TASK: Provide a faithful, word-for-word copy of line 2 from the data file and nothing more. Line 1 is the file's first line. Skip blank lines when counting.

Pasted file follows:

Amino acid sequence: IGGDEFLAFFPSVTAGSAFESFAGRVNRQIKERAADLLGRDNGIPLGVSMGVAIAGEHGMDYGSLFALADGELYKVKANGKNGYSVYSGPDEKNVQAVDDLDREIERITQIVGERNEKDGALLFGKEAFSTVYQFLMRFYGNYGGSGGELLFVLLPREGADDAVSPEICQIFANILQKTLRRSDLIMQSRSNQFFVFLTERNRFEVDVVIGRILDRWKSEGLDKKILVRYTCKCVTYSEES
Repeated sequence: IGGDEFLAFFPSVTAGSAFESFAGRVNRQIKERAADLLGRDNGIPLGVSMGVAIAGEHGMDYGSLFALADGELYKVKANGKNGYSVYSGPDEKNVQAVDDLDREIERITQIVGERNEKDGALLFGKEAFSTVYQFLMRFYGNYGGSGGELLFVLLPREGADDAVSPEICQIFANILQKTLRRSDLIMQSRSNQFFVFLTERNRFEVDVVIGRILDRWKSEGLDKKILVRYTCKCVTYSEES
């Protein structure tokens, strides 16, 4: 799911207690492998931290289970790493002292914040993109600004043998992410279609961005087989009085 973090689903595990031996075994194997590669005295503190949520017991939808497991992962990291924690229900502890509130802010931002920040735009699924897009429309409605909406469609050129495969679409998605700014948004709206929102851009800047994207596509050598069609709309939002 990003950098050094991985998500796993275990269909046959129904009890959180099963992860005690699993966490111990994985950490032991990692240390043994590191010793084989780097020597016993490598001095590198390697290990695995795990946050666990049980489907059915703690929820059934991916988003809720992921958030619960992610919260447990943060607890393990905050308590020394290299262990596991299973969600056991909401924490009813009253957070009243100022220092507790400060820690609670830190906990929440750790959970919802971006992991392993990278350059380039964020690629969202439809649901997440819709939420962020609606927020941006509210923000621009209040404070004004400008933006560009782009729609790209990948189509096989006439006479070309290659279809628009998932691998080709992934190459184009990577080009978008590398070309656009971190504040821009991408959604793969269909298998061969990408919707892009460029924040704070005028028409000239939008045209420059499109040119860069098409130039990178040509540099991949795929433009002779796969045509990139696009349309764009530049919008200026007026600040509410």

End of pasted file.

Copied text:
Repeated sequence: IGGDEFLAFFPSVTAGSAFESFAGRVNRQIKERAADLLGRDNGIPLGVSMGVAIAGEHGMDYGSLFALADGELYKVKANGKNGYSVYSGPDEKNVQAVDDLDREIERITQIVGERNEKDGALLFGKEAFSTVYQFLMRFYGNYGGSGGELLFVLLPREGADDAVSPEICQIFANILQKTLRRSDLIMQSRSNQFFVFLTERNRFEVDVVIGRILDRWKSEGLDKKILVRYTCKCVTYSEES